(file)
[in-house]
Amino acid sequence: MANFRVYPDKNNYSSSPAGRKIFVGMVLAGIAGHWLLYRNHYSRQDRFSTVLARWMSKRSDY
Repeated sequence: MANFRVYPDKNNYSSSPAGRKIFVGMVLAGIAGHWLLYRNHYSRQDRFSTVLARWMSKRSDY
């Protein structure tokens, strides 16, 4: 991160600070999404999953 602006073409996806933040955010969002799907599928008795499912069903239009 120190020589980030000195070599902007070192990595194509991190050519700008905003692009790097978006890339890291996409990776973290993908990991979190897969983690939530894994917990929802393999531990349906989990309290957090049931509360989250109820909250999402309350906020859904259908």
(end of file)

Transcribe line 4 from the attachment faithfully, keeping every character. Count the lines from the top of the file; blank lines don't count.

């Protein structure tokens, strides 16, 4: 991160600070999404999953 602006073409996806933040955010969002799907599928008795499912069903239009 120190020589980030000195070599902007070192990595194509991190050519700008905003692009790097978006890339890291996409990776973290993908990991979190897969983690939530894994917990929802393999531990349906989990309290957090049931509360989250109820909250999402309350906020859904259908």